As you get closer to graduation, student loan repayment is likely one of the many things beginning to weigh on your mind. Happily, with most all student loans, you still have time to plan. Loans borrowed through the federal FFEL or direct Stafford programs allow the borrower a six month grace period after graduation before repayment begins. Other loans such as a Federal Perkins loan, or an alternative loan you may have received outside of any federal or state program, may have different lengths of time for which they are deferred after graduation. It’s best to speak to your lender or financial aid adviser to get all the details on these. The grace periods allowed to student borrowers after graduation allow you to take some time to secure your income, and put your after-college financial life in order. Rather than continuing to put repayment on the back burner, this is also an opportunity for you to make sure you will be able to make those payments when they come due.
If you are considering student loans and have bad credit, or no credit, it is important to remember that you do have options. First, make sure you have submitted a FAFSA application, and applied for all the grants and scholarships you can find, to minimize the amount you will need to borrow as much as possible. After that, the Stafford student loans offered through by the federal government do not require a credit check. These loans are guaranteed by agencies working with the government and lender banks. So unless you have recently declared bankruptcy, chances are you will not be denied these loans based on your financial history. Where creditworthiness really comes in to play is when applying for additional loans on top of any Stafford loans you may be offered. Parent PLUS loans, also offered through a federal program, require sufficient credit history on the part of the student’s parent who applies for the loan. Students who apply for alternative student loans with banks or other independent institutions will also need good credit to qualify. Different lenders will have their own terms and conditions for the loans they offer, and many are willing to accept cosigners for students whose [...]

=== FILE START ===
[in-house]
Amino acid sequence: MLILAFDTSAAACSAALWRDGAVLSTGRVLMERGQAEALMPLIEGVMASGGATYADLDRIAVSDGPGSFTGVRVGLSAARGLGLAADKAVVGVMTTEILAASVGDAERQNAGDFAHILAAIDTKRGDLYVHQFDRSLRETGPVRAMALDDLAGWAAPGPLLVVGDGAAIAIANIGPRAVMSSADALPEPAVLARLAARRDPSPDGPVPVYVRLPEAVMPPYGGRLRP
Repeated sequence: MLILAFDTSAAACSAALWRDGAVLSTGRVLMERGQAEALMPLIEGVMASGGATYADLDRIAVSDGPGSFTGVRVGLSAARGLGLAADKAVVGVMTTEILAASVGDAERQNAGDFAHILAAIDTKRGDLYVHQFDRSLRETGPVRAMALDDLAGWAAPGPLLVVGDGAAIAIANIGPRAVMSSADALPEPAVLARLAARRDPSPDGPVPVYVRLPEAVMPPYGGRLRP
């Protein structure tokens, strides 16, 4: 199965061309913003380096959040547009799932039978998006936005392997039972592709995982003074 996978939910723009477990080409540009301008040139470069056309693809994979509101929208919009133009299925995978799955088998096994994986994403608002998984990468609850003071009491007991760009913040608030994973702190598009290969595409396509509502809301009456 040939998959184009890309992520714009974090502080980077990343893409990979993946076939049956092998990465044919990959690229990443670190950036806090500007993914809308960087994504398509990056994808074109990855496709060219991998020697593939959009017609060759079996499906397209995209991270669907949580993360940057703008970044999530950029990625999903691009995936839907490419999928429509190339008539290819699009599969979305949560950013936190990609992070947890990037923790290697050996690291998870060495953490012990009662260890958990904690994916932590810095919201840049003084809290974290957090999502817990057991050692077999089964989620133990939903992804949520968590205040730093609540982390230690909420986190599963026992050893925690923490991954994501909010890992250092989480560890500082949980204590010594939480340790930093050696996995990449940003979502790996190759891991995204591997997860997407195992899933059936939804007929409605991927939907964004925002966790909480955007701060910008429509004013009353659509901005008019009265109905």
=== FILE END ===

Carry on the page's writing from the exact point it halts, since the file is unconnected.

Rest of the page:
If you’ve graduated recently, or are in your final semesters, it may be time for you to start thinking about student loan repayment. One of the most basic things to remember for those who have borrowed money through the Federal Stafford Student Loan program is that you have options for the way in which your repayment takes place. Student loans are typically set up on a ten-year repayment program, with a set minimum payment due every month. However, you may also qualify for a graduated or income-sensitive repayment plan. A graduated plan starts with relatively small minimum payment which is scheduled to increase over time. Income-sensitive payment plans adjust the minimum payment based on how much money you are making at the time. These options are written in to the federal regulations that govern Stafford loan repayment, and can be great for graduates who are unsure about how much money they will be making as they begin their careers. If you choose to take out a consolidation loan, your options may change. So be sure to speak with your school’s financial aid advisor and a representative of your lender bank before deciding how to go forward with your loan repayment.